The Technical Debt of Technical Debt
I’m not sure at this point whether the idea of “technical debt” is all that helpful. So many people import so many meanings onto it. Instead, I prefer to use the phrase “maintenance load.” Let me explain why.
What is technical debt, anyway?
It’s a salient question and one that I think is a little muddy. Is technical debt a thing that happens when software stagnates and the world around it moves on? Or is it something that happens when poor decisions are made in software design? Or is it something that occurs because business needs change and those changing needs weren’t fully taken into account when building the original software? Or, to consider further, is technical debt what happens when an engineer or a team of engineers take shortcuts (warranted or not) to meet deadlines, get applications out the door, or are lazy?
The problem is that I’ve seen all these types of things referred to as technical debt.
In addition, there’s a general conception that technical debt results from bad code. The trouble is, the frustrations and head-desking™ that are generally associated with technical debt are not always the result of bad code. But calling it technical debt tends to be associated with that mindset and tends to push us to re-write applications that just need some standard maintenance care. It also makes us think that the previous developers on the project were not good developers and that us current developers know what’s up, yo! But that is rarely the case. It also tends to give us this idea that if we just write the code correctly in the first place there will be no frustrations in the form of what we call technical debt.
Now, I’m not here to say that technical debt, as a phrase or an idea, isn’t valid or doesn’t have a place in our vocabulary. Indeed, I quite like the way we can talk about how technical debt needs to be paid off just like any other kind of debt. And I enjoy talking about the interest rate of a given type of technical debt and how it can crush you. And how, if you keep taking out those tech debt loans, you will eventually reach a point where you can’t even pay the interest, much less make any meaningful progress on the debt itself.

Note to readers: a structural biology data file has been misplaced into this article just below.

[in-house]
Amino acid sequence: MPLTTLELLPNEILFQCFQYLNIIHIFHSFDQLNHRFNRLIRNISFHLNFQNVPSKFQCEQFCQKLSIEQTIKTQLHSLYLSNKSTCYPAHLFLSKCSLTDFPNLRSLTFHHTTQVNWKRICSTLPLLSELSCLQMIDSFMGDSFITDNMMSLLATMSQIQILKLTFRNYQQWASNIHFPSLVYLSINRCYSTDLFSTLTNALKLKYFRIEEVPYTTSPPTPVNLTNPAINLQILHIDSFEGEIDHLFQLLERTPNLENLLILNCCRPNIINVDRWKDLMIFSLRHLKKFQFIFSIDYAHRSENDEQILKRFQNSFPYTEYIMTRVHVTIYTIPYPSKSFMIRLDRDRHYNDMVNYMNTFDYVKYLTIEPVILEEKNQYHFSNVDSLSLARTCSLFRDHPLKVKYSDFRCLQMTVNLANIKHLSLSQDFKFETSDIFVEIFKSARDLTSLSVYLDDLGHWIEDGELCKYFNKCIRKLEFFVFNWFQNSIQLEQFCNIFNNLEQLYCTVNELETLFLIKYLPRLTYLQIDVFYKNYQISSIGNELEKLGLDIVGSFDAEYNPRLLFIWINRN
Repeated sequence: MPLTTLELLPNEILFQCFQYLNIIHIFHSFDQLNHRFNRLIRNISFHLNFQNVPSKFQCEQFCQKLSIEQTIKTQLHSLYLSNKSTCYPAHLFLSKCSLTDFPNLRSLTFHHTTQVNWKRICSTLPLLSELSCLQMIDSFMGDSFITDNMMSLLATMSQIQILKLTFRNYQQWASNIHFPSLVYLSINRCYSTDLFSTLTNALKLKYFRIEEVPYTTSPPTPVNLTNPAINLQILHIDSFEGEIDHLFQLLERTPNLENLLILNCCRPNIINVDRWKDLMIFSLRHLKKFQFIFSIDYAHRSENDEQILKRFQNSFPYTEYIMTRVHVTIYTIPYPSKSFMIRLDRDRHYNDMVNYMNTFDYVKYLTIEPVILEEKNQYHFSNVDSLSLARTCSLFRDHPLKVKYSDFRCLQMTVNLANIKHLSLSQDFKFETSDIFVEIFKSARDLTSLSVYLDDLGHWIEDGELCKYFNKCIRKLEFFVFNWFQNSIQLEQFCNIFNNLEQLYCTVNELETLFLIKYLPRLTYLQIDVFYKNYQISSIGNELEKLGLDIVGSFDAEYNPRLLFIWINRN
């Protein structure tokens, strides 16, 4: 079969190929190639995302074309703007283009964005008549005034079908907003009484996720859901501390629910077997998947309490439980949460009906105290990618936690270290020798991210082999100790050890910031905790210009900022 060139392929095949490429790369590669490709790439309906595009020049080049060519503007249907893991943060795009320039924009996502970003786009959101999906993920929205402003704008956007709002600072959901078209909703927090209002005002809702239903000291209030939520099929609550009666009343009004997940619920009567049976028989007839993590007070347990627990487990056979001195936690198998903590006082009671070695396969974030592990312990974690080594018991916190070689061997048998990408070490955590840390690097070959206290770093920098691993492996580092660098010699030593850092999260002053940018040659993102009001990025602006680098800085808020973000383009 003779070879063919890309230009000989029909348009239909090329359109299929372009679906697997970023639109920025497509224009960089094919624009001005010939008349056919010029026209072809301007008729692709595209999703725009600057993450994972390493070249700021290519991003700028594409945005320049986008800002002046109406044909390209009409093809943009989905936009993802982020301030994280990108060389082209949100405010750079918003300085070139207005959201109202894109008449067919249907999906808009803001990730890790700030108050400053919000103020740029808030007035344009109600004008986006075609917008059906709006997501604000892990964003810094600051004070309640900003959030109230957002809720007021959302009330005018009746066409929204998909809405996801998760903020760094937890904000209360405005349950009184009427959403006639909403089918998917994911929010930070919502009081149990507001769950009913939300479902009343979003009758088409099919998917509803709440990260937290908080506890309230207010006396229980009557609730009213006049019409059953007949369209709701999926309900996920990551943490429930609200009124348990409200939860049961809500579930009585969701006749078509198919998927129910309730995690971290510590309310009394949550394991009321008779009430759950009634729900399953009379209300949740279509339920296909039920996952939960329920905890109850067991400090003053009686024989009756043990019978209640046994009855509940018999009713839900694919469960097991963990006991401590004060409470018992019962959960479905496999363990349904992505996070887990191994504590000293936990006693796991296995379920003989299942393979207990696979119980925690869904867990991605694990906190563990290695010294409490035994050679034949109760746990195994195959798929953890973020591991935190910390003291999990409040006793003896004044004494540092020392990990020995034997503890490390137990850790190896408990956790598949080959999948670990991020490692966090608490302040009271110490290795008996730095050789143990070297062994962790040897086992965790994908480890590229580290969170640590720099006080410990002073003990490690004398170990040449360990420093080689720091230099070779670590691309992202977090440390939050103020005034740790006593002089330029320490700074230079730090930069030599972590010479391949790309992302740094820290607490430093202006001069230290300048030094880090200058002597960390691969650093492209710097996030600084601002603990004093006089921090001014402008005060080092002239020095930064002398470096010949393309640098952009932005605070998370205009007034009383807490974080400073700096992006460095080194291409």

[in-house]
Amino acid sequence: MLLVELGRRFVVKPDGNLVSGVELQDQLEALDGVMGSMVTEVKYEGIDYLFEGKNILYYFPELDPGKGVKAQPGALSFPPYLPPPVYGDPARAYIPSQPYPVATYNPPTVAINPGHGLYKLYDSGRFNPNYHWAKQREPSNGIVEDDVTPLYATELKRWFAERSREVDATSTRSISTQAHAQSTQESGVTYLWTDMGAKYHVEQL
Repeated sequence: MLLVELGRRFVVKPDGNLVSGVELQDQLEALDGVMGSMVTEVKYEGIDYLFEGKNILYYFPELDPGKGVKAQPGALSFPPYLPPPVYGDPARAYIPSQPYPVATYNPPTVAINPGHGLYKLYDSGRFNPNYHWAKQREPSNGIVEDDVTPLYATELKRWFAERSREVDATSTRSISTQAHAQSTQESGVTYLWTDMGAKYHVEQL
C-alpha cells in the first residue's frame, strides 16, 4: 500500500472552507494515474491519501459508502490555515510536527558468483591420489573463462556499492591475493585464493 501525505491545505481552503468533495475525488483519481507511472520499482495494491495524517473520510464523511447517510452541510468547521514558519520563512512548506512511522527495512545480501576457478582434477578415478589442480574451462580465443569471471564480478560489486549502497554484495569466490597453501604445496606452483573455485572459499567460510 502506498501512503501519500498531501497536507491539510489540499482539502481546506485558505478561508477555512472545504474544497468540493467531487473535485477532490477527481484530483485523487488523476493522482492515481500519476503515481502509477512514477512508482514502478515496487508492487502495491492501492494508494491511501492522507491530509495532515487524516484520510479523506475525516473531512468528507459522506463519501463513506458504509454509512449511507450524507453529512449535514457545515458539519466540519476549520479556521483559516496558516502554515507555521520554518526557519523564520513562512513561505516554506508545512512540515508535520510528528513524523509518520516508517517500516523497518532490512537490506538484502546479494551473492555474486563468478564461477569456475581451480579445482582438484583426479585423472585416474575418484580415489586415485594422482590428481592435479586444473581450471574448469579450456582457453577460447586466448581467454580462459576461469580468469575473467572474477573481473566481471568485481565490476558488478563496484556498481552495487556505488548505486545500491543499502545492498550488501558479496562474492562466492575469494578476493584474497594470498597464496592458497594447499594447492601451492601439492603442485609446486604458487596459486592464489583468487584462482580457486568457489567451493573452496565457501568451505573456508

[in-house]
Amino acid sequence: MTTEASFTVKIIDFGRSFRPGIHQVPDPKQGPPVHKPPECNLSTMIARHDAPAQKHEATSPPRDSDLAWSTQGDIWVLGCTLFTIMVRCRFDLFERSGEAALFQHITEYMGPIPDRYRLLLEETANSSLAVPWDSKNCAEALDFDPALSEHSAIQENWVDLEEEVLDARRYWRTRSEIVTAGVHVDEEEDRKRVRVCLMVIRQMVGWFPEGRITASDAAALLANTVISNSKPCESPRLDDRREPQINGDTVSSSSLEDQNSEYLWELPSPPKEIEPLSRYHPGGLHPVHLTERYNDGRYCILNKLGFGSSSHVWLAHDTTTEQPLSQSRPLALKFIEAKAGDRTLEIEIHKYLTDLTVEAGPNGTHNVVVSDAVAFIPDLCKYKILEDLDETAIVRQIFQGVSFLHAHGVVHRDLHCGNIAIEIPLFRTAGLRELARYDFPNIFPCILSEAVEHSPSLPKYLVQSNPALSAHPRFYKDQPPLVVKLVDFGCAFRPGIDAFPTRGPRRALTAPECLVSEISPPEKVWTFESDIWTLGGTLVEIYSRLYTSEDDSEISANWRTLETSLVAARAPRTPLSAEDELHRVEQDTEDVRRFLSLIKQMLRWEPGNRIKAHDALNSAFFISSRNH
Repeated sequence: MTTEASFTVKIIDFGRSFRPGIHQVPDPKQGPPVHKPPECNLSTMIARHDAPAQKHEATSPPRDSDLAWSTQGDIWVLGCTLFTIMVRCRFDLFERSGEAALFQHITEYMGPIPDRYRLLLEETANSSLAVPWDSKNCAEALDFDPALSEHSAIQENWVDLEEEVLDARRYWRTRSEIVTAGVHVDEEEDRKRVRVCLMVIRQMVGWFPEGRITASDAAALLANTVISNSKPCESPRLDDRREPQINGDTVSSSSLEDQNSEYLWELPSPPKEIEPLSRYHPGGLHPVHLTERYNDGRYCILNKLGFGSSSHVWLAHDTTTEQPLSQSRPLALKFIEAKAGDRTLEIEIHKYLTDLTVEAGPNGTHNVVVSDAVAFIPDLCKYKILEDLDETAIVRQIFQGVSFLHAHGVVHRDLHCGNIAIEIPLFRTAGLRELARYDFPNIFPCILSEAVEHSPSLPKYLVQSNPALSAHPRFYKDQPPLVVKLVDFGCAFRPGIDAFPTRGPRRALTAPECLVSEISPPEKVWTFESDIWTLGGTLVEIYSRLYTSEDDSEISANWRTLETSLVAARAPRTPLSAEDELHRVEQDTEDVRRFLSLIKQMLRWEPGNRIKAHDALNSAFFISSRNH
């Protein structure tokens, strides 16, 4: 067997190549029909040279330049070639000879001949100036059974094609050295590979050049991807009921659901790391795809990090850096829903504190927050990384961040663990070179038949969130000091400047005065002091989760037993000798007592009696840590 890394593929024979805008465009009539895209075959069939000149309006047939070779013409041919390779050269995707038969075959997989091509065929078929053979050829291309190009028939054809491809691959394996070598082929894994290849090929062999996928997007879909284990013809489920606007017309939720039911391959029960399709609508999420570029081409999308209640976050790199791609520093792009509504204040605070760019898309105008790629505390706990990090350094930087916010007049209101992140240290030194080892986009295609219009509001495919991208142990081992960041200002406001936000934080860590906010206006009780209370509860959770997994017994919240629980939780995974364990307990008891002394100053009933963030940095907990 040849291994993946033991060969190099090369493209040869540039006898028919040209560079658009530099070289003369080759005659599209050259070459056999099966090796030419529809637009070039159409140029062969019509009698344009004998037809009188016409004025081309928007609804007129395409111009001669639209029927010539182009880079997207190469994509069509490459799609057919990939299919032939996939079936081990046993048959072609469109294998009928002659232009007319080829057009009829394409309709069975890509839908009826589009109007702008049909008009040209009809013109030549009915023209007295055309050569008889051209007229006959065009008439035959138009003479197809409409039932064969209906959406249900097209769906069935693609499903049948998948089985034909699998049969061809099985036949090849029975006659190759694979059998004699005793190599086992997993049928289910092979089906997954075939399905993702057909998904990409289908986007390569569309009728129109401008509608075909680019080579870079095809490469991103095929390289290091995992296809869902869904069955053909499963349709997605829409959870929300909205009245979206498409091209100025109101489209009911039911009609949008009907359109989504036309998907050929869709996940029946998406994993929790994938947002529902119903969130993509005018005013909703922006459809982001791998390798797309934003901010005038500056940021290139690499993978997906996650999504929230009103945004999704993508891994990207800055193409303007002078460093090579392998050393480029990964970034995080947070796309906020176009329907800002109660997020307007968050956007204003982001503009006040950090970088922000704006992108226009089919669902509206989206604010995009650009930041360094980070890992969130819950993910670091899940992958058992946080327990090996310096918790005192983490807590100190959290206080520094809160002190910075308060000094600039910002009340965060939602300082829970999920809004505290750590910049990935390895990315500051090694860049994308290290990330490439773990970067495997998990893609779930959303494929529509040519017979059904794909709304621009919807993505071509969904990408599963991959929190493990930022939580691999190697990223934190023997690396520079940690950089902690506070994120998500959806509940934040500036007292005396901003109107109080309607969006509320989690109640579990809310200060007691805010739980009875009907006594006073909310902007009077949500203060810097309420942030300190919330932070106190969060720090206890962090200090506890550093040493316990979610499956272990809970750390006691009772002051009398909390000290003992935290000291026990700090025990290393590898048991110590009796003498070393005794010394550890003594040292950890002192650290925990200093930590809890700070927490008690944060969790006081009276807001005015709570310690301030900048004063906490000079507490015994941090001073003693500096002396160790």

All those things are valid, but I don’t think they really get at the heart of the issue. Technical debt is, in some ways, the wrong abstraction. It doesn’t really answer the real question that we need to be asking, which is: what is the maintenance load of what we’re working on?
In the majority of cases, I think we’d be better off to talk about maintenance load. How much time does it take to maintain this application? What’s the cost of change? Maintenance load is what we’re really after when we talk about technical debt anyway. What does it take to keep the lights on? How hard is it to change or add features?
Maintenance load also implies that the work is necessary and unavoidable. And that’s good because we’re not starting out with a combative mindset toward our software. Running any application carries with it a certain amount of maintenance. You can write the cleanest of clean code all day every day, and you will still have maintenance load.
Referring to the maintenance load of software reminds us that software is not free to run and that it does have a cost associated with it. And as you add features, or change features, if you approach it with the question and mindset, “how much load is this adding to our team?” you will be much better positioned to run the app and add the features.
It also gives you something much more concrete to talk about to stakeholders asking for features or updates. And when you can evaluate what your current maintenance load is, and how much you would be adding, and weigh that against your team’s capacity, you then know something much more solid than, “well, there’s a lot of technical debt and things are kind of icky.” When you know the maintenance load, then you can identify solutions such as refactoring or reworking the parts of an application that are giving you trouble, or hiring more engineers. Or perhaps the decision can be made to postpone or rethink features. It’s the difference in talking about things being kind of hard to manage, vs thinking more concretely about capacity. From there you can decide whether capacity is being eaten up by maintenance load that can be reduced or not.
In some ways it’s a subtle shift in thinking, but I deem it a valuable one and I hope maybe you can see how it is as well.